1. The Natural History Museum in London has published its autumn programme of events and activities. It’s here.
The museum says:
- See award-winning nature photography, learn about some of the world’s most venomous creatures and dive into the evolutionary history of the whale. Exhibitions are open until 22.00 on the last Friday of October and November.
- Explore one of London’s most iconic buildings by night, catch a killer at a murder-mystery evening, pull an all-nighter or dance the night away in the Museum’s Hintze Hall.
- Uncover fascinating and bizarre facts about Museum specimens and collections, the crucial work of our scientists, and in our latest exhibitions.
2. The Academic Network on Global Education & Learning (ANGEL) – a new forum for academics and researchers in global education – will launch its website in the coming weeks, and you can discover more about the aims and remit of the project in this leaflet.
If you want to receive information about ANGEL activities and membership, please click here to register interest. Just add ‘ANGEL’ to th mailing preferences.
3. Here’s recent output from the Environmental News Network:
4. The world’s largest scientific archive of animal signal recordings, the Macaulay Library of Natural Sounds, is partnering with other institutions to co-curate and digitize an enormous archive of animal audio and video recordings from the library’s vaults. The analog material in the library’s collection at the Cornell Lab of Ornithology includes recordings of mainly birds, but also frogs, fish and insects that are used by animal behaviorists to study birds and other animals from all over the world, including some that are now extinct, such as the imperial woodpecker. Accessible digital audio recordings of animal signals will make it easier for researchers to investigate a host of scientific questions, including what can scientists learn about the responses of animals to anthropogenic noise and other human activities. By providing a useful co-curation system and encouraging collection of recordings along with physical specimens, this project is expected to transform the way researchers collect and use biological specimens in the future.
5. Blue carbon is the carbon stored in coastal and marine ecosystems. Coastal ecosystems – mangroves, salt marshes and seagrass meadows – sequester and store large quantities of blue carbon in both the plants and the sediment below. Carbon sequestered in coastal soils can be extensive and remain trapped for very long periods of time (centuries to millennia) resulting in very large carbon stocks. In fact, total carbon deposits per square kilometre in these coastal systems may be up to five times the carbon stored in tropical forests. By sequestering and storing significant amounts carbon from the atmosphere and ocean, coastal ecosystems help mitigate climate change. On the other hand, the conversion and degradation of these ecosystems can cause a significant release of CO2 to the ocean and atmosphere. Read on here.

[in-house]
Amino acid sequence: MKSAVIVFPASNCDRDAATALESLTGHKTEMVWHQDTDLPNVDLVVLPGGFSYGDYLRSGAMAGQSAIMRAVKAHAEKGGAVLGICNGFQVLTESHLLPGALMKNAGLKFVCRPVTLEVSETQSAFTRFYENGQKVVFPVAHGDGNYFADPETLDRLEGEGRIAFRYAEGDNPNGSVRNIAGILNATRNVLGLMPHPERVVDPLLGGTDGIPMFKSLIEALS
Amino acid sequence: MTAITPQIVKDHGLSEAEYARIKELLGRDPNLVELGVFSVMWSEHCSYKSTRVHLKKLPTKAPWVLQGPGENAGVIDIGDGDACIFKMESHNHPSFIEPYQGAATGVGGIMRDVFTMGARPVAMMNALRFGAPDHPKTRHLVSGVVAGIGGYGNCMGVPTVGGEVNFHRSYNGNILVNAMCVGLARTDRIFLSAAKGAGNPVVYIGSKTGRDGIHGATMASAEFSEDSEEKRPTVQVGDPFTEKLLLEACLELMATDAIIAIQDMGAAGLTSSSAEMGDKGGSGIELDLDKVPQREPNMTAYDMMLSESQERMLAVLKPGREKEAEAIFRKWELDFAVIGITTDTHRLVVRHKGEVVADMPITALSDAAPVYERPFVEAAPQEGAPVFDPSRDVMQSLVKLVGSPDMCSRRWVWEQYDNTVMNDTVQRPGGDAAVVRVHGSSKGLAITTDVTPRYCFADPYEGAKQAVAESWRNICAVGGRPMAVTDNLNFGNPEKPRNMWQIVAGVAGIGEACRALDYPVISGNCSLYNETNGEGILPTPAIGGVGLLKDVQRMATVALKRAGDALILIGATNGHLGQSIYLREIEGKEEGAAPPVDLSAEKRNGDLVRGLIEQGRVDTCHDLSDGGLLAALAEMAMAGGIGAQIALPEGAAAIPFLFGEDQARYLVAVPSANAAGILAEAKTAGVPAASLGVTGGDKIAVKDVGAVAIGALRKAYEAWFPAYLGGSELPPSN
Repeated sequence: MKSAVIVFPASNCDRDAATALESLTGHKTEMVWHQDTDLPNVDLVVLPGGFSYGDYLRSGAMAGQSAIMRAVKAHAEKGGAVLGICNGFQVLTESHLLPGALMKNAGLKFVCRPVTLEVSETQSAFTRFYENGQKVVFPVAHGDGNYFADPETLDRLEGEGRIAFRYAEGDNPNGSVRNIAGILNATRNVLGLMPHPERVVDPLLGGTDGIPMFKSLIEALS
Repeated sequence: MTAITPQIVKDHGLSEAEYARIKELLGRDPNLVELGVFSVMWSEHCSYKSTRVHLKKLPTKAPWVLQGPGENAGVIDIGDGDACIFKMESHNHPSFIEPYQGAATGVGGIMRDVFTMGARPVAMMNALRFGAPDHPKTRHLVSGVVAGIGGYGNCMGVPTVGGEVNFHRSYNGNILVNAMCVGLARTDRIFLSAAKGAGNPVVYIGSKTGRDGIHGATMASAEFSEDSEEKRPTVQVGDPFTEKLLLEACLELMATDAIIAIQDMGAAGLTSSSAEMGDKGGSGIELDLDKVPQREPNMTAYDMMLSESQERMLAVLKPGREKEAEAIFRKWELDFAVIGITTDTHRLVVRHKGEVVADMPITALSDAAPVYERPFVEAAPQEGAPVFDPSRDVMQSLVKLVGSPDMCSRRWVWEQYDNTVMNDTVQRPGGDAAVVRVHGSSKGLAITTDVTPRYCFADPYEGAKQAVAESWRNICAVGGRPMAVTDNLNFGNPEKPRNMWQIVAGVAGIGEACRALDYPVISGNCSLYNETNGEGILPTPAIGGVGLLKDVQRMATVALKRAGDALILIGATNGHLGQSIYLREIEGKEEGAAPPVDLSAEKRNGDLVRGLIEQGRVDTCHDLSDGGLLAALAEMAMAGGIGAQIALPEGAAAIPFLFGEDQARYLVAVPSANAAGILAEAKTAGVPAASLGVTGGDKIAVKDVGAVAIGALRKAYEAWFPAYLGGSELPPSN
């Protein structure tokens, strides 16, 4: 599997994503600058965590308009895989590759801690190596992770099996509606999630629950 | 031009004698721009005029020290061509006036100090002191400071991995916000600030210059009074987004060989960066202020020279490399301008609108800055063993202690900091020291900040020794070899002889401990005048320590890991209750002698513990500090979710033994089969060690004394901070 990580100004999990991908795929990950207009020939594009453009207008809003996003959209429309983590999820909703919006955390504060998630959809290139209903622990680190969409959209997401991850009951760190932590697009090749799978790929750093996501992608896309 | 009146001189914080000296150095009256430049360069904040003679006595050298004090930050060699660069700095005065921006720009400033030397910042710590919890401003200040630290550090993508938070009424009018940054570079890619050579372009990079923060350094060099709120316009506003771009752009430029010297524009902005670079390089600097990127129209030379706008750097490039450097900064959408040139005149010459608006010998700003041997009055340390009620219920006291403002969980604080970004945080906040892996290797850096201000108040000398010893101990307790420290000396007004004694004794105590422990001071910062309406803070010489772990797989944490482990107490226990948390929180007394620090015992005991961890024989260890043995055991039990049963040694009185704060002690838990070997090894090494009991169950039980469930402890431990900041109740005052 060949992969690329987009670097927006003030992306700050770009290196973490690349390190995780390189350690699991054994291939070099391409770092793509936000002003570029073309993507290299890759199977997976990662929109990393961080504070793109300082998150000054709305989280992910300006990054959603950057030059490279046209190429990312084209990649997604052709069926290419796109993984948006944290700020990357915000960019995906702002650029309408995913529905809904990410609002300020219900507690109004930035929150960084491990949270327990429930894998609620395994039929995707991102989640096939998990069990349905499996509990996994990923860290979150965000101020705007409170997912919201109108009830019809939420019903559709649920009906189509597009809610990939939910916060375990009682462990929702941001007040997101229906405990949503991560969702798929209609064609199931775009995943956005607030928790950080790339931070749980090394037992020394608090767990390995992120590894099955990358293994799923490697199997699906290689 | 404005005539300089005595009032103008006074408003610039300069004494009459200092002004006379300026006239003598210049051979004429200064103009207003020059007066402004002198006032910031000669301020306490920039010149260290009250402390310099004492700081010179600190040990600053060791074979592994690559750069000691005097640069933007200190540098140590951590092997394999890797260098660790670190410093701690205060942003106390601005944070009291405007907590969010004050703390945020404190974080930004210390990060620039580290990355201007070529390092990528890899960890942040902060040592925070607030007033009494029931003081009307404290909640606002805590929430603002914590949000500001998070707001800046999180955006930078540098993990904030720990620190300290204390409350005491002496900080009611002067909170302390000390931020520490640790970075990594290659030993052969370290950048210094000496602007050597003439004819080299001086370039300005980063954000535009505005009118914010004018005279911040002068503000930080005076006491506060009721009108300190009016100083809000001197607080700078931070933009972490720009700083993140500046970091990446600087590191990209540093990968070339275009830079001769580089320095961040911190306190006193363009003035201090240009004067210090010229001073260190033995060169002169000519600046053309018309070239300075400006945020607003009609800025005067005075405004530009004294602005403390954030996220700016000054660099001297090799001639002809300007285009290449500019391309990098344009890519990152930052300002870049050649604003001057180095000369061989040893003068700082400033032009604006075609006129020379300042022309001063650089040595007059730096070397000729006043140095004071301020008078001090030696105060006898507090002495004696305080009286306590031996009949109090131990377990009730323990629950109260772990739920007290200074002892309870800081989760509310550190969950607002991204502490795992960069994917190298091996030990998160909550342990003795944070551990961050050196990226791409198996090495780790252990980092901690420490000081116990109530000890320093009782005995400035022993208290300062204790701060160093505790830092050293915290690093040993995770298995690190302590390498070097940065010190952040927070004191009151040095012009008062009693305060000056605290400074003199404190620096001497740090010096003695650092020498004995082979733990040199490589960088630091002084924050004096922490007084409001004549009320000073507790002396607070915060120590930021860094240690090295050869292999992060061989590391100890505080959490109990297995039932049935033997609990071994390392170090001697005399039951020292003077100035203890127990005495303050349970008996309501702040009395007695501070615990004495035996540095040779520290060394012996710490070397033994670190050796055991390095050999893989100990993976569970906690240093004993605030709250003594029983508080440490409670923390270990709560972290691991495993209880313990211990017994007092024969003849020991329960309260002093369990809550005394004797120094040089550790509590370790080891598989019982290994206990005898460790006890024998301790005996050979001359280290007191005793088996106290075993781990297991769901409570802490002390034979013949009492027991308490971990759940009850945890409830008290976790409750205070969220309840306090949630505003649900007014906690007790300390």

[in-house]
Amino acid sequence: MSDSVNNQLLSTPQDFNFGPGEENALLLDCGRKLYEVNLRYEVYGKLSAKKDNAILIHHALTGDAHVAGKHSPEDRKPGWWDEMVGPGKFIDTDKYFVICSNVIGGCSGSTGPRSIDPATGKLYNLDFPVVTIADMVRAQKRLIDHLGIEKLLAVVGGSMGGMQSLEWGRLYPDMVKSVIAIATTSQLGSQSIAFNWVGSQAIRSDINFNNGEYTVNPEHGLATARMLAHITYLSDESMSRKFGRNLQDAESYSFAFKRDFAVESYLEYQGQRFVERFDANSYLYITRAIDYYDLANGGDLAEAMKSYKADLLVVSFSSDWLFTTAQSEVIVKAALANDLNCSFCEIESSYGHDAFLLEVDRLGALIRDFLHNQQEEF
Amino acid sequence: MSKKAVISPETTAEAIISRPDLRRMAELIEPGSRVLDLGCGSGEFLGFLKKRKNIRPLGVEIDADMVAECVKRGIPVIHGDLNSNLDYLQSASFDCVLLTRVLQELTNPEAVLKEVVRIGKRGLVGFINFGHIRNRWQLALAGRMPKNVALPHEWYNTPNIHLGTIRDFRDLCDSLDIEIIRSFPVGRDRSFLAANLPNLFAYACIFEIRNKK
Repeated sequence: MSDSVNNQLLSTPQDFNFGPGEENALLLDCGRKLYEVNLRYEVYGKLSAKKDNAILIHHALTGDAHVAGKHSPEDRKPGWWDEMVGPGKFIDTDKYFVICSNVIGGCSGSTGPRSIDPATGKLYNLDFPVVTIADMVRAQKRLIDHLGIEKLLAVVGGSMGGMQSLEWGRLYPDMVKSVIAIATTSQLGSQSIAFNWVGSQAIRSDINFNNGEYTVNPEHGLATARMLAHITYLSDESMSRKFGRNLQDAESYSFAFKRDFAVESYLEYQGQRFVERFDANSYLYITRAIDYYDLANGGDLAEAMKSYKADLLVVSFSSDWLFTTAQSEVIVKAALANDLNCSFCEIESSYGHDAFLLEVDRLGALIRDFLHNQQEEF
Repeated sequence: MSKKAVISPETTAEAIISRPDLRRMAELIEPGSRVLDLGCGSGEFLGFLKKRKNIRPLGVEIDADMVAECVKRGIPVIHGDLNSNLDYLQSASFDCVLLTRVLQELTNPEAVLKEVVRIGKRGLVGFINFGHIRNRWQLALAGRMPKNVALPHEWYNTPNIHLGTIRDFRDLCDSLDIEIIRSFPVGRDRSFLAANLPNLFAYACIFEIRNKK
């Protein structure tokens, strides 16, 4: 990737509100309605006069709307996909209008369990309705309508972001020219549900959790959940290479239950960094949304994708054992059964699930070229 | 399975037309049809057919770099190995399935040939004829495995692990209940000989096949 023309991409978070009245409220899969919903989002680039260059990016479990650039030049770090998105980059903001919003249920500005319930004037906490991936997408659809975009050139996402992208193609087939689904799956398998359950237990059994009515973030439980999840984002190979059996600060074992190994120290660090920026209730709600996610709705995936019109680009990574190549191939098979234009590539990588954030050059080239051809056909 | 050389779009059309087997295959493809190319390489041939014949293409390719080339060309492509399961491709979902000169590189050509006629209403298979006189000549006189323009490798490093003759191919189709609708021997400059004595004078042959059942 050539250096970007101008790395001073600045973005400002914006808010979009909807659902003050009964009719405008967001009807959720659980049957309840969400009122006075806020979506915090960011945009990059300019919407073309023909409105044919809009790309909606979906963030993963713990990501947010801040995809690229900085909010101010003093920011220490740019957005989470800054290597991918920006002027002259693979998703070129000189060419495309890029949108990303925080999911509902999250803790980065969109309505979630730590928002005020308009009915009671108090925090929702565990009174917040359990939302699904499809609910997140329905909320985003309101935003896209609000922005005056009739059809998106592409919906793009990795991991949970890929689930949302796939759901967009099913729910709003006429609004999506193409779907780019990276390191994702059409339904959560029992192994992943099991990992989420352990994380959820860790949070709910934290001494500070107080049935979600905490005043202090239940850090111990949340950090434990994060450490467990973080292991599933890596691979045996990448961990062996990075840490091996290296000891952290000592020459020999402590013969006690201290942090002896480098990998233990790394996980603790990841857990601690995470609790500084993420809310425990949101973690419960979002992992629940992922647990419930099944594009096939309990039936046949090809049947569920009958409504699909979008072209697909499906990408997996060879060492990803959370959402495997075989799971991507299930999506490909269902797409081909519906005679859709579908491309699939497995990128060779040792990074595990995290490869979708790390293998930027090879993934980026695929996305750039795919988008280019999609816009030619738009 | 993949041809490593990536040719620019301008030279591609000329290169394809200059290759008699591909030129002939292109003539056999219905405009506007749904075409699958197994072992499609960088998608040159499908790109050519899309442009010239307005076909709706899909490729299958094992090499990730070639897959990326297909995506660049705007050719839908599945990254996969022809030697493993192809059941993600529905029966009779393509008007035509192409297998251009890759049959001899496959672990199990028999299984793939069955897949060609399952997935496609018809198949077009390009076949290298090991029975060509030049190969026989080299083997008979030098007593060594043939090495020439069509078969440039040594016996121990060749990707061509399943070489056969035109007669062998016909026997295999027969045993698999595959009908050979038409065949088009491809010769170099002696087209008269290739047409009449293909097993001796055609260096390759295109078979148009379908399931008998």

6. The latest edition of NHBS Grapevine features a new photographic guide for entomologists living in or visiting Southern Europe; a new nest box price list, available to download as a pdf or to order by post; and an illustrated field guide to the Birds of North America. Further highlights include: an interview with David Cobham, author of Bowland Beth; a guide to key areas of biodiversity in Iraq; and a practical handbook on orchid conservation.
7. Can better architecture lead to a better scholastic experience? Well, some Finnish educators believe so – and they are not alone. The Mother Nature Network has a feature on this question. It says:
“In Finland, many students who recently headed back to class from kesäloma — summer vacation — were left in an even more disoriented state . While the actual buildings that many pupils returned to remained the same, the interiors of said buildings had been dramatically revamped: walls torn down, desks and chalkboards hauled away and the entire notion of what students thought an academic setting should look like turned on its head. …”
8. Treehugger.com is a North American website that says it “is the leading media outlet dedicated to driving sustainability mainstream. Partial to a modern aesthetic, we strive to be a one-stop shop for green news, solutions, and product information. We publish an up to the minute blog, weekly and daily newsletters, and regularly updated Twitter and Facebook pages.” It is certainly a lively, up-to-the-minute read.